RCMP say no cause has been found yet for a tourist bus rollover near a glacier in Jasper National Park that killed three people and injured 24, although a rock slide has been ruled out.
Mounties on Monday remained at the Columbia Icefield between Banff and Jasper with a collision reconstructionist, occupational health and safety personnel, Parks Canada, and removal crews.
“Efforts are currently under way to remove the Ice Explorer vehicle,” RCMP said in a news release. “However, it may take several days.
“The removal of the vehicle is a large undertaking due to the challenges involved with the area where it came to rest. The RCMP must also protect the physical integrity of the vehicle pending its examination as part of this investigation.”
The red-and-white, big-wheeled buses regularly take tourists up a rough rocky road onto the Athabasca Glacier. On Saturday, the off-road vehicle carrying 26 passengers, plus the driver, slid about 50 metres down a steep embankment and came to a stop on its roof near the glacier.
Police said a collision reconstructionist has found no evidence that a rock slide caused the crash.
RCMP said they have notified the families of the three people killed, who have only been identified as a 24-year-old woman from Canoe Narrows, Sask.; a 28-year-old woman from Edmonton; and a 58-year-old man from India.
The 24 survivors were taken to hospital after being triaged out over several hours. Four were still in critical but stable condition as of late Sunday, police said. One was in serious but stable condition.
Alberta Heath Services had said earlier Sunday that 14 people had life-threatening head or pelvis injuries. Five others had broken bones and the remaining five weren’t badly hurt.
The driver remained in hospital, said John Di Nino, the Amalgamated Transit Union’s Canadian president.
“Our understanding is that operator was experienced in that setting,” he said.
Di Nino said the driver’s family is requesting privacy and no further details are being released.
“This accident hits home for thousands of transit workers across the country who take passenger safety seriously,” the union said in a statement.
The president of the company that runs the tours with a fleet of 22 buses said Sunday that changes will be made, if necessary, once it’s known what went wrong.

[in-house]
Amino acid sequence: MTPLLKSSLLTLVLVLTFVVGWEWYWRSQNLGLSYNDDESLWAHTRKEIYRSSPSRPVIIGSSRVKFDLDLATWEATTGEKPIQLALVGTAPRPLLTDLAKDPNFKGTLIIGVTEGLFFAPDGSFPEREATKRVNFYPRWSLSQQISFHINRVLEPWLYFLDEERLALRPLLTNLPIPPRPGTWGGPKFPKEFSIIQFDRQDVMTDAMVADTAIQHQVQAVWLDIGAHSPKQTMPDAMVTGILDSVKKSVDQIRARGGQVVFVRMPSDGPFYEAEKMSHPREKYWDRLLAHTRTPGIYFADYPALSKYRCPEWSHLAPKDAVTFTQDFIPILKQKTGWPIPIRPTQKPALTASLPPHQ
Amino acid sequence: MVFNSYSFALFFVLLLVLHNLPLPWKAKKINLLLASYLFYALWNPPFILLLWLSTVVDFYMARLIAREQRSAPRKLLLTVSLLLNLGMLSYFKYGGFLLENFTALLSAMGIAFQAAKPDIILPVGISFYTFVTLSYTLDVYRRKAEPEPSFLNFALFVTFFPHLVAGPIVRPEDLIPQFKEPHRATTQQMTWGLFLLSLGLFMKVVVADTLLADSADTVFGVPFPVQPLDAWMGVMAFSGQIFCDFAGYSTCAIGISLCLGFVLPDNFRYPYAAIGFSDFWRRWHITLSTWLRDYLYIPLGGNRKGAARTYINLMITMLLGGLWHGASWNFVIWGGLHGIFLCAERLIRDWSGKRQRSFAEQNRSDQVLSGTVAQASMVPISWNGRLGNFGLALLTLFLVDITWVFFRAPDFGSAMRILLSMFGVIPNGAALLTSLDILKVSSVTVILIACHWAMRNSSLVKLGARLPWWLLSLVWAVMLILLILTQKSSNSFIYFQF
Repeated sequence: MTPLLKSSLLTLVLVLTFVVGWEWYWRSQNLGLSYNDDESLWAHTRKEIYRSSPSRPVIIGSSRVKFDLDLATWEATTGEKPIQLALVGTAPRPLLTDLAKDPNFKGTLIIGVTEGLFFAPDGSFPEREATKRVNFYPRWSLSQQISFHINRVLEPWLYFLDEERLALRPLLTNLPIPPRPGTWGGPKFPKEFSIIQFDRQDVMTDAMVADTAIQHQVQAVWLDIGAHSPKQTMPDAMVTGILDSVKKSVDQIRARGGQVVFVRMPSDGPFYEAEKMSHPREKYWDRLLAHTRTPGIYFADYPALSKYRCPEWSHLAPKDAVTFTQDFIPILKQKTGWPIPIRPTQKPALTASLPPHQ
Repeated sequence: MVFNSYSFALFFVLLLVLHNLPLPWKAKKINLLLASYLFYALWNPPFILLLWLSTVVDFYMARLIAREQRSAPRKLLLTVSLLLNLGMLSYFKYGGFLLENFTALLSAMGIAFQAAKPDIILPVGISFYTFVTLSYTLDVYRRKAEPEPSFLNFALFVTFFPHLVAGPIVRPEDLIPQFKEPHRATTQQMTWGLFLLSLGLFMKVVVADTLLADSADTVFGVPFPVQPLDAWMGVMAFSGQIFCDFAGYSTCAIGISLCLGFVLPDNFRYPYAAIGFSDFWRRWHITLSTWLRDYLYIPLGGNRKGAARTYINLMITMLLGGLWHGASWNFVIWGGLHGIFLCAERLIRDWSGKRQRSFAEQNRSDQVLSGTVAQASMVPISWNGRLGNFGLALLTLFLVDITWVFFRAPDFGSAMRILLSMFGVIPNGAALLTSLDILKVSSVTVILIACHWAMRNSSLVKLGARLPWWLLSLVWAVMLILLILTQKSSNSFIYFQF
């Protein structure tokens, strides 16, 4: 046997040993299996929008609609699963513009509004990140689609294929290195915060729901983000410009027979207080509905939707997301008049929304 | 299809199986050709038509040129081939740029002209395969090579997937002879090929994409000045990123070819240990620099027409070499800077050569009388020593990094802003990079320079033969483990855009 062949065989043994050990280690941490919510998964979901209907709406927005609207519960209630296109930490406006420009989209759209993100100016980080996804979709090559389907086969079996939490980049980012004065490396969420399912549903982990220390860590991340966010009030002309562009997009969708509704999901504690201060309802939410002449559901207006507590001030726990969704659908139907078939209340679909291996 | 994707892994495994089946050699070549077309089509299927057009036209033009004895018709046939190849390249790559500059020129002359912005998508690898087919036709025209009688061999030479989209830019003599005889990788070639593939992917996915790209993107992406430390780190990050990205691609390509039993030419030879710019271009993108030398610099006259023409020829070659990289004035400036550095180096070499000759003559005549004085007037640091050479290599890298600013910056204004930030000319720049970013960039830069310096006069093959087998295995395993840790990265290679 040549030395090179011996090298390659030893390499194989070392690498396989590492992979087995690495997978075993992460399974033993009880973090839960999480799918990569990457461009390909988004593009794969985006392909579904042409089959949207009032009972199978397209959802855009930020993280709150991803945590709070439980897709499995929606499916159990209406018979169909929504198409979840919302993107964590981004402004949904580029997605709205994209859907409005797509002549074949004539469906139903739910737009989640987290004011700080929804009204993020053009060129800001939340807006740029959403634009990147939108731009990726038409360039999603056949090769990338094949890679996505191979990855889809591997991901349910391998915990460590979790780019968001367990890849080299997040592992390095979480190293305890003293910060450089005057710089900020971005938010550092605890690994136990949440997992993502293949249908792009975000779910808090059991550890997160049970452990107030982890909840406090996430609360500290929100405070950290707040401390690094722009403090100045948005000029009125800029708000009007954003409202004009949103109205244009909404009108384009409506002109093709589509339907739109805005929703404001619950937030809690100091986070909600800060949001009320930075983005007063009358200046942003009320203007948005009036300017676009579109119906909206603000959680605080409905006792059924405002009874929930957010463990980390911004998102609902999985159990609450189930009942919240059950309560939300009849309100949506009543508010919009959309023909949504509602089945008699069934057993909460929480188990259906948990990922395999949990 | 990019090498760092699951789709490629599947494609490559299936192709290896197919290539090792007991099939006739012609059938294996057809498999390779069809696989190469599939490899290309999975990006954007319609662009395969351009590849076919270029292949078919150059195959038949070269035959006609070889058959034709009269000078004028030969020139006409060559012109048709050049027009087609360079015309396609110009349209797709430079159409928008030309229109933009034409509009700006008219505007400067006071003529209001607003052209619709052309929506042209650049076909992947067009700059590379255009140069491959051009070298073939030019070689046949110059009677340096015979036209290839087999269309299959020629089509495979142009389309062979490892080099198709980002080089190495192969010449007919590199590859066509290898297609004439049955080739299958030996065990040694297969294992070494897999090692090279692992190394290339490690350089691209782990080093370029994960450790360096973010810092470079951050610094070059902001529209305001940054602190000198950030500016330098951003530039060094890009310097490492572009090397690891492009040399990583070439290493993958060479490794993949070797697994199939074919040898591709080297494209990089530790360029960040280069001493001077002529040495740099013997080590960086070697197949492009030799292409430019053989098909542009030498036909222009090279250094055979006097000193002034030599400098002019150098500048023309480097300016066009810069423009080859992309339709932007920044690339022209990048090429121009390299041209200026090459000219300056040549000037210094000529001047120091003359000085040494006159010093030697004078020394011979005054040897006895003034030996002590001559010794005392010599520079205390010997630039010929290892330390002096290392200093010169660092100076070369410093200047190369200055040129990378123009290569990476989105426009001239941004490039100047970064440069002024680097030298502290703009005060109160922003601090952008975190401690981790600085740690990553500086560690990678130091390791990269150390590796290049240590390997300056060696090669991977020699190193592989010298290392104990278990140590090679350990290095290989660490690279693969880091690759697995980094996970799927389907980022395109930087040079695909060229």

“We started right away to review what happened, what is our process with our protocol at every step,” said Dave McKenna of the Banff Jasper Collection by Pursuit.
McKenna said the Ice Explorers are off-road vehicles and seatbelts are not required. The buses aren’t allowed on highways and have a top speed of 40 km/h.
Tours have been offered on the glacier since 1969 and the Ice Explorers have been used since the early 1980s, but are constantly upgraded, McKenna said.
“We average about 480,000 visitors a year and we’ve been operating these vehicles since the early ’80s. We’ve had over 16 million passengers safely taken out onto the ice over all these years,” he said.
“Nothing serious with fatalities or critical injuries.”
Most of Canada’s national parks, including Banff and Jasper, reopened to visitors in early June after being shut down as the COVID-19 pandemic took hold.
The mountain parks are typically flooded with international visitors at this time of year but, with the pandemic shutting down most international travel, officials have encouraged all Canadians to explore their national parks this summer while respecting provincial public health rules.
Some of the more popular sites in the two national parks have been getting busier in recent weeks.
Highway 93 North, also known as the Icefields Parkway, remained open, but drivers were being asked to stay clear of the collision area so police and emergency workers could manoeuvre.
With files from Bill Graveland
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